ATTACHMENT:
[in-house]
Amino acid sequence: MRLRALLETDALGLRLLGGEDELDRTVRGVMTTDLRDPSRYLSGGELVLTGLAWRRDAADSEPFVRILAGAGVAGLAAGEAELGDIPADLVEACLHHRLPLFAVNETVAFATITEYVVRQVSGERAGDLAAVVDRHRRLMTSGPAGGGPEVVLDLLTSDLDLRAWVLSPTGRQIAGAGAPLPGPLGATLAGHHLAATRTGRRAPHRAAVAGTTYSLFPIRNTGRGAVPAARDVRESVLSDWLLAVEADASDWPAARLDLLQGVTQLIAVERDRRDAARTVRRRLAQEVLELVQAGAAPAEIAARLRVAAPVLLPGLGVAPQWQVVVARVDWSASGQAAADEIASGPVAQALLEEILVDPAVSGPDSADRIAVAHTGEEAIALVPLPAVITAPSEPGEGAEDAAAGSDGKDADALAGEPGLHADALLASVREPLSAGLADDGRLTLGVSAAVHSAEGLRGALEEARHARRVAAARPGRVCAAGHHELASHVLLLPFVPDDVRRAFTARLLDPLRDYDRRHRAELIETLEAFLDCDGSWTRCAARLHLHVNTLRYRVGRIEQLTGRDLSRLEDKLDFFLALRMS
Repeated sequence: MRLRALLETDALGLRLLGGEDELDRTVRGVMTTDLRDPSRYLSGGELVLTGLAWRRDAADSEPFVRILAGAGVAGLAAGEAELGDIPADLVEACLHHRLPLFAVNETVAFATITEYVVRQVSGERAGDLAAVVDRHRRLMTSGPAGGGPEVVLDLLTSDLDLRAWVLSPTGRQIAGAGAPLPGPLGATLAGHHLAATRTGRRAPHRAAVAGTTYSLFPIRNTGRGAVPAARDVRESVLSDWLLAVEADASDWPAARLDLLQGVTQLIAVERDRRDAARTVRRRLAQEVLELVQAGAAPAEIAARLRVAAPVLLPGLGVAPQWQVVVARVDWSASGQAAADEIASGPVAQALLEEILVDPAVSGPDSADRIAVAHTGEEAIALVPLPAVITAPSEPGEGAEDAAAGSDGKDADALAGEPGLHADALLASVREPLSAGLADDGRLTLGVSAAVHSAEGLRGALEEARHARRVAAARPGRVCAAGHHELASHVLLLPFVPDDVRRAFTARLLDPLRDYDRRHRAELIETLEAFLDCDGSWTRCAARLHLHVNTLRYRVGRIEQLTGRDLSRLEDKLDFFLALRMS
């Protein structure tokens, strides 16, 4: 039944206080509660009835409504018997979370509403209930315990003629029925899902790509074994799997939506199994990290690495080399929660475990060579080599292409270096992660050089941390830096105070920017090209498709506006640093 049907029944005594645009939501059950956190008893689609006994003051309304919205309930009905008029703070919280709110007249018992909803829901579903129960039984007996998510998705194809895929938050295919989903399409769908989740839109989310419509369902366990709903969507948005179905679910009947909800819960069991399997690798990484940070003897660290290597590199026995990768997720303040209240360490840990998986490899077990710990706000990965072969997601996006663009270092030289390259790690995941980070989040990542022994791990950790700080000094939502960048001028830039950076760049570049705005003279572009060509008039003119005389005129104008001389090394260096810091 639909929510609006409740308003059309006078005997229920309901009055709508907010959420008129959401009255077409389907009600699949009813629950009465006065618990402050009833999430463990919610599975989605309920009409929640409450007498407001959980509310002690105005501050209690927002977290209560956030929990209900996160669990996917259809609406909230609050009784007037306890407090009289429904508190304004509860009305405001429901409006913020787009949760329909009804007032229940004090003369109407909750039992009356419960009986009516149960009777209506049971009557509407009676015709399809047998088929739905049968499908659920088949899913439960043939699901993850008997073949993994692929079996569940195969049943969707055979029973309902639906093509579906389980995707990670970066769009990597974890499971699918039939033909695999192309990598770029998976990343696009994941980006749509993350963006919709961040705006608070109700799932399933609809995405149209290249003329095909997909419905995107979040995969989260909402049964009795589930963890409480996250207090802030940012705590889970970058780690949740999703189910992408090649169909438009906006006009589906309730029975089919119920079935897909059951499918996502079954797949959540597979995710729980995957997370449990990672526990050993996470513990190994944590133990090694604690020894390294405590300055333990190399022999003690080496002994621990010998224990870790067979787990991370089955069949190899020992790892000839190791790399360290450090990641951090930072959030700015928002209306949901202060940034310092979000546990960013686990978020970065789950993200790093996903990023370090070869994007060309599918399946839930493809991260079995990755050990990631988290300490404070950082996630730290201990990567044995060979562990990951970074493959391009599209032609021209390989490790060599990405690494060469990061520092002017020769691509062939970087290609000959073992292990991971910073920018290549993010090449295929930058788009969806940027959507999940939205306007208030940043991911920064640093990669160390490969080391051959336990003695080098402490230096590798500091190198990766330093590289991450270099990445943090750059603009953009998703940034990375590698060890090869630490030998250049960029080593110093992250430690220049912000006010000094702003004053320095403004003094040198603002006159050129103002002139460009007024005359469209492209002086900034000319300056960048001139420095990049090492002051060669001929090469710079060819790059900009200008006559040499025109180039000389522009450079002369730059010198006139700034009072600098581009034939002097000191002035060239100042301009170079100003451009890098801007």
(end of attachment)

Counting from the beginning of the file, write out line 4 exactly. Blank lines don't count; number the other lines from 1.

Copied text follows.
């Protein structure tokens, strides 16, 4: 039944206080509660009835409504018997979370509403209930315990003629029925899902790509074994799997939506199994990290690495080399929660475990060579080599292409270096992660050089941390830096105070920017090209498709506006640093 049907029944005594645009939501059950956190008893689609006994003051309304919205309930009905008029703070919280709110007249018992909803829901579903129960039984007996998510998705194809895929938050295919989903399409769908989740839109989310419509369902366990709903969507948005179905679910009947909800819960069991399997690798990484940070003897660290290597590199026995990768997720303040209240360490840990998986490899077990710990706000990965072969997601996006663009270092030289390259790690995941980070989040990542022994791990950790700080000094939502960048001028830039950076760049570049705005003279572009060509008039003119005389005129104008001389090394260096810091 639909929510609006409740308003059309006078005997229920309901009055709508907010959420008129959401009255077409389907009600699949009813629950009465006065618990402050009833999430463990919610599975989605309920009409929640409450007498407001959980509310002690105005501050209690927002977290209560956030929990209900996160669990996917259809609406909230609050009784007037306890407090009289429904508190304004509860009305405001429901409006913020787009949760329909009804007032229940004090003369109407909750039992009356419960009986009516149960009777209506049971009557509407009676015709399809047998088929739905049968499908659920088949899913439960043939699901993850008997073949993994692929079996569940195969049943969707055979029973309902639906093509579906389980995707990670970066769009990597974890499971699918039939033909695999192309990598770029998976990343696009994941980006749509993350963006919709961040705006608070109700799932399933609809995405149209290249003329095909997909419905995107979040995969989260909402049964009795589930963890409480996250207090802030940012705590889970970058780690949740999703189910992408090649169909438009906006006009589906309730029975089919119920079935897909059951499918996502079954797949959540597979995710729980995957997370449990990672526990050993996470513990190994944590133990090694604690020894390294405590300055333990190399022999003690080496002994621990010998224990870790067979787990991370089955069949190899020992790892000839190791790399360290450090990641951090930072959030700015928002209306949901202060940034310092979000546990960013686990978020970065789950993200790093996903990023370090070869994007060309599918399946839930493809991260079995990755050990990631988290300490404070950082996630730290201990990567044995060979562990990951970074493959391009599209032609021209390989490790060599990405690494060469990061520092002017020769691509062939970087290609000959073992292990991971910073920018290549993010090449295929930058788009969806940027959507999940939205306007208030940043991911920064640093990669160390490969080391051959336990003695080098402490230096590798500091190198990766330093590289991450270099990445943090750059603009953009998703940034990375590698060890090869630490030998250049960029080593110093992250430690220049912000006010000094702003004053320095403004003094040198603002006159050129103002002139460009007024005359469209492209002086900034000319300056960048001139420095990049090492002051060669001929090469710079060819790059900009200008006559040499025109180039000389522009450079002369730059010198006139700034009072600098581009034939002097000191002035060239100042301009170079100003451009890098801007």